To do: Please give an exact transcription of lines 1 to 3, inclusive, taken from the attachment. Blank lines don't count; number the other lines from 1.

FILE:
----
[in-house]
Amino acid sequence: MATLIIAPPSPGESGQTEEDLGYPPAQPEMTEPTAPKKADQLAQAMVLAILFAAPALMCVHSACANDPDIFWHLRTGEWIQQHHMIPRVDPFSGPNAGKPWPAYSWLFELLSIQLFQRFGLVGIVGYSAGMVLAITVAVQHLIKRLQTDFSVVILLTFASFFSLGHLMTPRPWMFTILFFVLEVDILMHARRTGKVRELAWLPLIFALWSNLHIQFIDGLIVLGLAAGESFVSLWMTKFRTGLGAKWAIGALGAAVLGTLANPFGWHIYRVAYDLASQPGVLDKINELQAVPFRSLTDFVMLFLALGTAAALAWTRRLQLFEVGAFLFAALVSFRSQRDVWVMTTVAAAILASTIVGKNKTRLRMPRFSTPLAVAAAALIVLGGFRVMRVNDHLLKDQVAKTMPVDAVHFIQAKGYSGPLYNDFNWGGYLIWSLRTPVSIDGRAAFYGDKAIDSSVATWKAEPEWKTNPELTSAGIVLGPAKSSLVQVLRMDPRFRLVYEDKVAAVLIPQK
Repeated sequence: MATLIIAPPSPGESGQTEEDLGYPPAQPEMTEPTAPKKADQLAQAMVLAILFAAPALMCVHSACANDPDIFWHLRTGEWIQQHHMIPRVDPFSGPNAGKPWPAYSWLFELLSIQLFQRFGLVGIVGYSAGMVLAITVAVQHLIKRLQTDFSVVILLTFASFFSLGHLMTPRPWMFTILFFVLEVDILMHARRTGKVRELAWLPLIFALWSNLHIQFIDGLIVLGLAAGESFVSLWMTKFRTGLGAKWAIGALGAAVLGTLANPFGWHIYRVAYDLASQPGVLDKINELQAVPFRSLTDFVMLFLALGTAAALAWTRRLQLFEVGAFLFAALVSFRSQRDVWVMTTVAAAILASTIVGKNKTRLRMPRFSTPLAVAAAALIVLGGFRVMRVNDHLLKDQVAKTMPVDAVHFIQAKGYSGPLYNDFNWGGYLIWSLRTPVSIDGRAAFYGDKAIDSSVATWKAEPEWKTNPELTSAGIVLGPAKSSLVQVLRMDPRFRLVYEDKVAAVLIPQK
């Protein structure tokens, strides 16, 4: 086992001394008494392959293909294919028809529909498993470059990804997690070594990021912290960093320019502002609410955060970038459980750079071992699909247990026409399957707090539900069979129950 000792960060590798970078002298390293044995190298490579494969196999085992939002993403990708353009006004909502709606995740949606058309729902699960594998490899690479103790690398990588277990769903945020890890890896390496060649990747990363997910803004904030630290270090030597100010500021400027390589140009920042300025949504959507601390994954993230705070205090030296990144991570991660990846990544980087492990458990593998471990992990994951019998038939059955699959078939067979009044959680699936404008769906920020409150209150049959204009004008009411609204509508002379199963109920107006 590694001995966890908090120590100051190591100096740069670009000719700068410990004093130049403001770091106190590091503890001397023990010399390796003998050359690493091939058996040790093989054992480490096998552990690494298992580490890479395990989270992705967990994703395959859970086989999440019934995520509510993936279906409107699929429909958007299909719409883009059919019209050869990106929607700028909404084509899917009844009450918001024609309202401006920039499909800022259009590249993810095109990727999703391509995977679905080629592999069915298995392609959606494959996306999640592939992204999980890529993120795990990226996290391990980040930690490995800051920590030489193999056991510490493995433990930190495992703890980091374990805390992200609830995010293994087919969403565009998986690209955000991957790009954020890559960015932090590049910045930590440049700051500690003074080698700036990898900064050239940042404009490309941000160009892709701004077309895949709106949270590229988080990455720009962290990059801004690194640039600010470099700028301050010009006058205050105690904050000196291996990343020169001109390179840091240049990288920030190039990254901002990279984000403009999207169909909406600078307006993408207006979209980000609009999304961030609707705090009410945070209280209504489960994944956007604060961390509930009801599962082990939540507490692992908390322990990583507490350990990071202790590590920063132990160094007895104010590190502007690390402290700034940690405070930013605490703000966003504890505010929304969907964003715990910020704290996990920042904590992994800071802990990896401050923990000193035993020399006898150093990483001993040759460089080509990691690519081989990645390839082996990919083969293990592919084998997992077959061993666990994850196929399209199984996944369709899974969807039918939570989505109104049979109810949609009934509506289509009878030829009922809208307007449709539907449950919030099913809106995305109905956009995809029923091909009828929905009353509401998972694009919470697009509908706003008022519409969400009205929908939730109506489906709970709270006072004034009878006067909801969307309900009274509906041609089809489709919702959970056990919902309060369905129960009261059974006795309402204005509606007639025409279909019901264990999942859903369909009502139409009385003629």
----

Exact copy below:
[in-house]
Amino acid sequence: MATLIIAPPSPGESGQTEEDLGYPPAQPEMTEPTAPKKADQLAQAMVLAILFAAPALMCVHSACANDPDIFWHLRTGEWIQQHHMIPRVDPFSGPNAGKPWPAYSWLFELLSIQLFQRFGLVGIVGYSAGMVLAITVAVQHLIKRLQTDFSVVILLTFASFFSLGHLMTPRPWMFTILFFVLEVDILMHARRTGKVRELAWLPLIFALWSNLHIQFIDGLIVLGLAAGESFVSLWMTKFRTGLGAKWAIGALGAAVLGTLANPFGWHIYRVAYDLASQPGVLDKINELQAVPFRSLTDFVMLFLALGTAAALAWTRRLQLFEVGAFLFAALVSFRSQRDVWVMTTVAAAILASTIVGKNKTRLRMPRFSTPLAVAAAALIVLGGFRVMRVNDHLLKDQVAKTMPVDAVHFIQAKGYSGPLYNDFNWGGYLIWSLRTPVSIDGRAAFYGDKAIDSSVATWKAEPEWKTNPELTSAGIVLGPAKSSLVQVLRMDPRFRLVYEDKVAAVLIPQK
Repeated sequence: MATLIIAPPSPGESGQTEEDLGYPPAQPEMTEPTAPKKADQLAQAMVLAILFAAPALMCVHSACANDPDIFWHLRTGEWIQQHHMIPRVDPFSGPNAGKPWPAYSWLFELLSIQLFQRFGLVGIVGYSAGMVLAITVAVQHLIKRLQTDFSVVILLTFASFFSLGHLMTPRPWMFTILFFVLEVDILMHARRTGKVRELAWLPLIFALWSNLHIQFIDGLIVLGLAAGESFVSLWMTKFRTGLGAKWAIGALGAAVLGTLANPFGWHIYRVAYDLASQPGVLDKINELQAVPFRSLTDFVMLFLALGTAAALAWTRRLQLFEVGAFLFAALVSFRSQRDVWVMTTVAAAILASTIVGKNKTRLRMPRFSTPLAVAAAALIVLGGFRVMRVNDHLLKDQVAKTMPVDAVHFIQAKGYSGPLYNDFNWGGYLIWSLRTPVSIDGRAAFYGDKAIDSSVATWKAEPEWKTNPELTSAGIVLGPAKSSLVQVLRMDPRFRLVYEDKVAAVLIPQK